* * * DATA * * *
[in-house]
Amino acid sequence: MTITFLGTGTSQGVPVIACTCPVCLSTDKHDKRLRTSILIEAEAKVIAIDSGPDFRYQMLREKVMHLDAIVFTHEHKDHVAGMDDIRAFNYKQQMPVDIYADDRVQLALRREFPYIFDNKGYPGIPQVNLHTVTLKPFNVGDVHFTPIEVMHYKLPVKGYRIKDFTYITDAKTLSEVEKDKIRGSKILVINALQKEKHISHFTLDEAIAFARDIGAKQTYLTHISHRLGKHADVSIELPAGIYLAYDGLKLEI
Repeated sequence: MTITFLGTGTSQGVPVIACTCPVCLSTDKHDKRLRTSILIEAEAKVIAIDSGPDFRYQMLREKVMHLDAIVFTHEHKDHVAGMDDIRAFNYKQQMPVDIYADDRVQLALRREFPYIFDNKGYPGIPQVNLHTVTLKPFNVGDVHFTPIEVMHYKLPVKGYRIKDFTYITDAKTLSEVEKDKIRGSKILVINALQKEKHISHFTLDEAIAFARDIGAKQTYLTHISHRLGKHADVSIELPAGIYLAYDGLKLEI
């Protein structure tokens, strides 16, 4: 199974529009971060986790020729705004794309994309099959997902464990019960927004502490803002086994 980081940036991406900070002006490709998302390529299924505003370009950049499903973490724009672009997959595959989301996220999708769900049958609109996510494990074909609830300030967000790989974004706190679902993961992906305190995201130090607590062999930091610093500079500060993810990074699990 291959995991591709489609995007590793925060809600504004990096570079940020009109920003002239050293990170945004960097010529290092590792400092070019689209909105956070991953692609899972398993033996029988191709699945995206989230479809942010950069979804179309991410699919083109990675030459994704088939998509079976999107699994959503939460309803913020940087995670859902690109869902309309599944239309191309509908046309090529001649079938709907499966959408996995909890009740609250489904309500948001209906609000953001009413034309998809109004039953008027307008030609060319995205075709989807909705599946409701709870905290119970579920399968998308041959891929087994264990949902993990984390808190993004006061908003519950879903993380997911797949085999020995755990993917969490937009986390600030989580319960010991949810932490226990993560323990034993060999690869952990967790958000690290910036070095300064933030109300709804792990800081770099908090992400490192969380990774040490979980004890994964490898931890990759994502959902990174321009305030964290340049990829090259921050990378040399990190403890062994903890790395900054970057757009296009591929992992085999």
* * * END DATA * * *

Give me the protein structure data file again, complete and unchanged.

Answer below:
[in-house]
Amino acid sequence: MTITFLGTGTSQGVPVIACTCPVCLSTDKHDKRLRTSILIEAEAKVIAIDSGPDFRYQMLREKVMHLDAIVFTHEHKDHVAGMDDIRAFNYKQQMPVDIYADDRVQLALRREFPYIFDNKGYPGIPQVNLHTVTLKPFNVGDVHFTPIEVMHYKLPVKGYRIKDFTYITDAKTLSEVEKDKIRGSKILVINALQKEKHISHFTLDEAIAFARDIGAKQTYLTHISHRLGKHADVSIELPAGIYLAYDGLKLEI
Repeated sequence: MTITFLGTGTSQGVPVIACTCPVCLSTDKHDKRLRTSILIEAEAKVIAIDSGPDFRYQMLREKVMHLDAIVFTHEHKDHVAGMDDIRAFNYKQQMPVDIYADDRVQLALRREFPYIFDNKGYPGIPQVNLHTVTLKPFNVGDVHFTPIEVMHYKLPVKGYRIKDFTYITDAKTLSEVEKDKIRGSKILVINALQKEKHISHFTLDEAIAFARDIGAKQTYLTHISHRLGKHADVSIELPAGIYLAYDGLKLEI
């Protein structure tokens, strides 16, 4: 199974529009971060986790020729705004794309994309099959997902464990019960927004502490803002086994 980081940036991406900070002006490709998302390529299924505003370009950049499903973490724009672009997959595959989301996220999708769900049958609109996510494990074909609830300030967000790989974004706190679902993961992906305190995201130090607590062999930091610093500079500060993810990074699990 291959995991591709489609995007590793925060809600504004990096570079940020009109920003002239050293990170945004960097010529290092590792400092070019689209909105956070991953692609899972398993033996029988191709699945995206989230479809942010950069979804179309991410699919083109990675030459994704088939998509079976999107699994959503939460309803913020940087995670859902690109869902309309599944239309191309509908046309090529001649079938709907499966959408996995909890009740609250489904309500948001209906609000953001009413034309998809109004039953008027307008030609060319995205075709989807909705599946409701709870905290119970579920399968998308041959891929087994264990949902993990984390808190993004006061908003519950879903993380997911797949085999020995755990993917969490937009986390600030989580319960010991949810932490226990993560323990034993060999690869952990967790958000690290910036070095300064933030109300709804792990800081770099908090992400490192969380990774040490979980004890994964490898931890990759994502959902990174321009305030964290340049990829090259921050990378040399990190403890062994903890790395900054970057757009296009591929992992085999």